I know a CEO of a large security services company who began a tradition when his company was first founded. Every year he wrote a card to each employee during the holidays, expressing his appreciation for that person’s contribution to the success of his company.
As the company grew larger and larger, he kept up the tradition. He had to start earlier in the year, and may have enlisted others to address the envelopes, but he never quit writing those cards.
I’m sure some of you are shaking your head already. “Why should I thank them for doing their jobs?” you may be thinking. Or, “We thank all our employees twice a month. It’s called a paycheck.” Or you may think that no one thanks you, so why should you be bothered to thank others?
It’s true that criticism is much more prevalent in the workplace than appreciation. It’s partly human nature to point out the negative and leave positive actions unrecognized. And a lot of managers don’t believe in showing gratitude or just feel awkward about it.
Jack Welch is the former Chairman and CEO of General Electric, now an author and founder of the Jack Welch Management Institute. One of the tenets of his leadership philosophy is “Lead by Energizing Others, not Managing by Authority.”
He believes in making people passionate about their jobs and prefers inspiration to intimidation. Part of this leadership lesson includes letting others know exactly how their efforts are helping the organization and sending handwritten thank-you notes to colleagues and customers.
There are even sound business reasons for doing so. Ones that contribute to your bottom line.
In a recent article in the Wall Street Journal online about showing appreciation at the office, it was reported that more than half of human-resource managers say showing appreciation for workers cuts turnover, and 49 percent believe it increases profit.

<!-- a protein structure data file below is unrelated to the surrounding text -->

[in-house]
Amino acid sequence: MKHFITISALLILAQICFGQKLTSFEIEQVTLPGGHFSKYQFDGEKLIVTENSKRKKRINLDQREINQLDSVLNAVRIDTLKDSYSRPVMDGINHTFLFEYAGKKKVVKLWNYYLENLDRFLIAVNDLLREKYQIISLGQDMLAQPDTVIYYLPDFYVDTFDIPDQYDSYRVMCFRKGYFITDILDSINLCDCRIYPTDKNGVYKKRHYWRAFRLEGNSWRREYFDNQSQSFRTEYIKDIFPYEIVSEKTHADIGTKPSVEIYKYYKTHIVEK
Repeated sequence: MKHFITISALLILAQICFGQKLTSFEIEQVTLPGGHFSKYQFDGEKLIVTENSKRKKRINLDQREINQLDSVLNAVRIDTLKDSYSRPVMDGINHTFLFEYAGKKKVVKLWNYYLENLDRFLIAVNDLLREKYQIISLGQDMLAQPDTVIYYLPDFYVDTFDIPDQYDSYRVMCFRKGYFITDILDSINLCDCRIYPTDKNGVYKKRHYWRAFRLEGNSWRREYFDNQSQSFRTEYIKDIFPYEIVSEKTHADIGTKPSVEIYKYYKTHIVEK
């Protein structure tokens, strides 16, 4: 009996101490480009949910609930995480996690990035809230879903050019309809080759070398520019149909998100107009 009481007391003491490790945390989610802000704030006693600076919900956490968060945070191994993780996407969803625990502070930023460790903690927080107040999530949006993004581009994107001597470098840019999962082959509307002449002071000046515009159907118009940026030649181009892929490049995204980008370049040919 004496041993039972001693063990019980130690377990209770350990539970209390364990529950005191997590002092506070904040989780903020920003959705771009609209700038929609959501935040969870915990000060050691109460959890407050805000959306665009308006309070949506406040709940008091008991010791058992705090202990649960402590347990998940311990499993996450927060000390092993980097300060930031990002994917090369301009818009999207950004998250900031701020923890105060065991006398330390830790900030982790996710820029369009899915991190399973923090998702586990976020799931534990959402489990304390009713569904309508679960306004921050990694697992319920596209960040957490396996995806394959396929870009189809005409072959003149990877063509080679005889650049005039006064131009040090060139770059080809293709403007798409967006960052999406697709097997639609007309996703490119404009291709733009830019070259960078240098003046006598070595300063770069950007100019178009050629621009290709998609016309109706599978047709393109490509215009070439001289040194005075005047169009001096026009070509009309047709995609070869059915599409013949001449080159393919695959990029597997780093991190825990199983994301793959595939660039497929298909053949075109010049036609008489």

Dr. Noelle Nelson, a consultant and clinical psychologist, wrote a book called “Make More Money by Making Your Employees Happy.” In the book, she cites a study from the survey research consultancy Jackson Organization, (since acquired by Healthstream, Inc.), that shows, “Companies that effectively appreciate employee value enjoy a return on equity and assets more than triple that experienced by firms that don’t. When looking at Fortune’s ’100 Best Companies to Work For,’ stock prices rose an average of 14 percent per year from 1998-2005, compared to 6 percent for the overall market.”
Increased profit, less turnover and a more pleasant, positive work environment. All from showing employees a little appreciation.
One way to express appreciation is with a personal handwritten note sent to the employee’s home address. In the note, cite a few of that person’s contributions over the past year.
If that isn’t possible, at least consider rewarding all the employees at your company. Take an example from Apple. In 2011, the new CEO, Tim Cook, gave all the employees paid vacation during Thanksgiving. In a memo he wrote, “In recognition of the hard work you’ve put in this year, we’re going to take some extra time off for Thanksgiving. We will shut down with pay on November 21, 22 and 23 so our teams can spend the entire week with their families and friends.”
You may not be able to shut your entire office for three days to show your appreciation, but consider an afternoon off or treat the office to lunch one day, any time of year.
In fact, any gestures of appreciation you make at times other than holidays often get more attention.
Joey Reiman, CEO and founder of BrightHouse, gives all his employees March 4 off every year. He calls it, “the day to March Forth on our dreams.”
Voltaire was probably not talking about company profits with this quote, but it is appropriate in an office setting too: “Appreciation is a wonderful thing. It makes what is excellent in others belong to us as well.”